Red Memory: Living, Remembering and Forgetting China's Cultural Revolution

Tania Branigan

Tania Branigan Headshot

An indelible exploration of the Cultural Revolution and how it shapes China today, Red Memory uncovers forty years of silence through the rarely heard stories of individuals who lived through Mao’s decade of madness. Stationed in Beijing for the Guardian, Tania Branigan came to realise that this brutal and turbulent decade continues to propel and shape China to this day. Yet official suppression and personal trauma have conspired in national amnesia: it exists, for the most part, as an absence. Red Memory explores the stories of those who are driven to confront the era, fearing or yearning its return. What happens to a society when you can no longer trust those closest to you? What happens to the present when the past is buried, exploited or redrawn? And how do you live with yourself when the worst is over?

Below is an extract of the shortlisted book.


I’d heard that the paintings were large, but that hadn’t prepared me. Each was two and a half metres high and, hung on the walls, dwarfed me further, so that I was the one under scrutiny. At this scale, and monochrome, even smiles were somehow sombre. On first sight, the images were almost photographic. These faces had the same fated quality as pictures of missing children, as if they too anticipated what I knew awaited them. Step closer and the clear lines scattered into a flurry of brushstrokes; smeary blotches and swipes of ash and charcoal. The pictures both dominated and eluded. The paint was thick, encrusted on the canvas and stuck here and there with bristles. I stepped back again and recognised some of the faces inspecting me. A celebrated author, behind heavy glasses. A glowering actress. Communist heroes. Others were unfamiliar. Famous, infamous or unknown, all were painted in precisely the same way, at the same immense scale. There was tragedy here, and villainy too, but the painter drew no distinctions: ‘Even if they are bad people, they are still people,’ he said.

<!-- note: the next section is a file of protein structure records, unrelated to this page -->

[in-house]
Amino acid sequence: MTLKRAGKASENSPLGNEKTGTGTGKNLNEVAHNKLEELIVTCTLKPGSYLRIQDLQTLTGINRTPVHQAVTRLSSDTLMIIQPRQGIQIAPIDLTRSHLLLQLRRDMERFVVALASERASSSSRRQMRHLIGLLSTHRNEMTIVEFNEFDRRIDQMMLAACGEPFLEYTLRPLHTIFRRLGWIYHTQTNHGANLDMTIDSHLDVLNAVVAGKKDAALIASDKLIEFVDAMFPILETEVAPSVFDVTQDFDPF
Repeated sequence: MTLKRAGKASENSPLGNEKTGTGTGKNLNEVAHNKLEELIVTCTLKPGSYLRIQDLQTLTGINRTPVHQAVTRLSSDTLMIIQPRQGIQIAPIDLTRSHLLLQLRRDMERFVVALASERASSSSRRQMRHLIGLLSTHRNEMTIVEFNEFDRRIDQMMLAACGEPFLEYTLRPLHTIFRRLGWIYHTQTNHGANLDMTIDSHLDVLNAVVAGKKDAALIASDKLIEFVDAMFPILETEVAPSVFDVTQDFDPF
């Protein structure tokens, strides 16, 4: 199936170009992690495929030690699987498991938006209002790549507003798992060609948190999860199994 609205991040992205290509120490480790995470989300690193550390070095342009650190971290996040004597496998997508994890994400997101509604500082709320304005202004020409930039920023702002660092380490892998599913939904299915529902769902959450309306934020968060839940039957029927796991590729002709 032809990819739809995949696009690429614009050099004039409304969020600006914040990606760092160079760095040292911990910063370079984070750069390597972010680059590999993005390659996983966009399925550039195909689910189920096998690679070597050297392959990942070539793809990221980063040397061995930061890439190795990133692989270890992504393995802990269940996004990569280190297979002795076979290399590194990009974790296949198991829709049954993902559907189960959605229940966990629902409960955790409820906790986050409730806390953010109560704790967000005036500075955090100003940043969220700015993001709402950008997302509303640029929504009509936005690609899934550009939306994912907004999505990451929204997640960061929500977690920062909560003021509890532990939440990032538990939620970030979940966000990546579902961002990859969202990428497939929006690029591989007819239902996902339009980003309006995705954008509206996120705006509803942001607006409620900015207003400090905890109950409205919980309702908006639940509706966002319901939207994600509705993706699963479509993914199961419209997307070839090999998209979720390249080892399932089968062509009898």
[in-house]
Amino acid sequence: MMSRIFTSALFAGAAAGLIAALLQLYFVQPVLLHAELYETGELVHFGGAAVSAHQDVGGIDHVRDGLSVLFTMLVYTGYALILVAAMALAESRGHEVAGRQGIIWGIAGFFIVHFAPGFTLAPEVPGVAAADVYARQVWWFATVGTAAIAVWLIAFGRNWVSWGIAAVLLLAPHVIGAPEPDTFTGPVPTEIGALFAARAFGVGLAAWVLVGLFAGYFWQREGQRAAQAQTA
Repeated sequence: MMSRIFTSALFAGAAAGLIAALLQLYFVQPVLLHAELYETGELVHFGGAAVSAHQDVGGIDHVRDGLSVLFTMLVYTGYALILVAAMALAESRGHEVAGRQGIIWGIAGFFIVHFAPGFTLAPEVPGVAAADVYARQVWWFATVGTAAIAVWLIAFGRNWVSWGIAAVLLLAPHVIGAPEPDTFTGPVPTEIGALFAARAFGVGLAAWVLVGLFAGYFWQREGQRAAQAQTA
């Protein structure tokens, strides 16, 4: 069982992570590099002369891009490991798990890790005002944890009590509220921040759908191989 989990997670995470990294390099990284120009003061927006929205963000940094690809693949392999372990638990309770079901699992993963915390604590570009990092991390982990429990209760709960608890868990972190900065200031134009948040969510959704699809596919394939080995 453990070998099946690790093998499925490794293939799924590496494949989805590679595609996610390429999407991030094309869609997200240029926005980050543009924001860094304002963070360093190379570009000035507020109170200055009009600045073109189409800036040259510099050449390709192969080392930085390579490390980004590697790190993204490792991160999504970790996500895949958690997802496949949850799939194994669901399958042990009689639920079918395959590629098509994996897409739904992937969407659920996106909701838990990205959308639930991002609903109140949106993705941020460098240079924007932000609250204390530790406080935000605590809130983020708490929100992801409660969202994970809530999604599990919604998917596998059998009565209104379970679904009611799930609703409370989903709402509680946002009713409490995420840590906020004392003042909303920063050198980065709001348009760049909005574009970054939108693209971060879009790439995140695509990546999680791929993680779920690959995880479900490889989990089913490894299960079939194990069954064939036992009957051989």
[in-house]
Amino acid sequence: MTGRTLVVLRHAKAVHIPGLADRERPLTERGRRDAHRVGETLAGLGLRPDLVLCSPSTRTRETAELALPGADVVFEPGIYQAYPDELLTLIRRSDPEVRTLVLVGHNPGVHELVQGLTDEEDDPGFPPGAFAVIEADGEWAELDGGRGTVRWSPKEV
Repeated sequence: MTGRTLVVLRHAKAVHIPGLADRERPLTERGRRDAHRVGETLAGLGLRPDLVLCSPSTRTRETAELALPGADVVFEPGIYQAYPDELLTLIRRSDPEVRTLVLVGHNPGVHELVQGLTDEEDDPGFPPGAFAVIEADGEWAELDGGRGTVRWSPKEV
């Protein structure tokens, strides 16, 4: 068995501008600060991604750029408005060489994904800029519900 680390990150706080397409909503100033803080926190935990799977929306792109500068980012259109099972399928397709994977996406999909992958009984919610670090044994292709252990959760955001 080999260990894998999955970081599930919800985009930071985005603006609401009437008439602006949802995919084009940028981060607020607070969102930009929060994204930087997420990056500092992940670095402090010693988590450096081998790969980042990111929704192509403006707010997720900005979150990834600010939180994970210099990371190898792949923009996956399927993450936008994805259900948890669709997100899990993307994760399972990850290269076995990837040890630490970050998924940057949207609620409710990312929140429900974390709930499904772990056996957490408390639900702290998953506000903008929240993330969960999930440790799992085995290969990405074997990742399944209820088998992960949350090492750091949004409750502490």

He was an unassuming man, bundled in a fat black vinyl jacket and marmalade-coloured sweater – an outfit a student half his age might have worn, but which he carried off easily. He drew on cotton gloves to hunt through the stacks for the canvas I’d requested, then pulled out a frame and bore it to an easel before untaping the cover. A face emerged, unyielding, though with a trace of a smile: benign? Triumphant? Chairman Mao gazed out, and I gazed upon him. I was used to him in grand dimensions, from the giant portrait that still hung on Tiananmen, the great red gate in the capital’s heart. It was startling that the others matched him as I looked around. There were over a hundred pictures in all, but one was missing, Xu Weixin told me: the very first portrait he had drawn, as a child. He had grown up in China’s far north-west. He had liked his gentle teacher, Miss Liu, so was shocked and shamed when it all erupted and he learned of his naivety – she was, they warned him, a class enemy: the daughter of a landlord. Outraged at the discovery, he steeled his heart and did the right thing, used his pen, pinned the hideous caricature to the blackboard, and still remembered, as if it were this morning, the moment she walked in and saw it, and how the blood drained from her face. She understood already what it might mean, what might follow. He was too young, but grew up fast. Soon he would see them burning pictures and breaking Buddhas, beating people with sticks and metal bars. He would hear the screams, and listen to the silences that followed.

He didn’t dwell upon his tale, though his memories were ‘very, very vivid’; he outlined it efficiently. ‘You were eight . . .’ I began. I was only checking the details, but he took it for a different kind of question, about his culpability, or perhaps a reassurance he hadn’t wanted.

‘Of course, I was responsible. It’s only a question of how big or small my responsibility was.’

© Tania Branigan from Red Memory: Living, Remembering and Forgetting China's Cultural Revolution, Faber & Faber, 2023

Tania Branigan is the Guardian's foreign leader writer. Having spent seven years as the Guardian’s China correspondent, her writing has also appeared in the Washington Post and the Australian. Red Memory is her first book.

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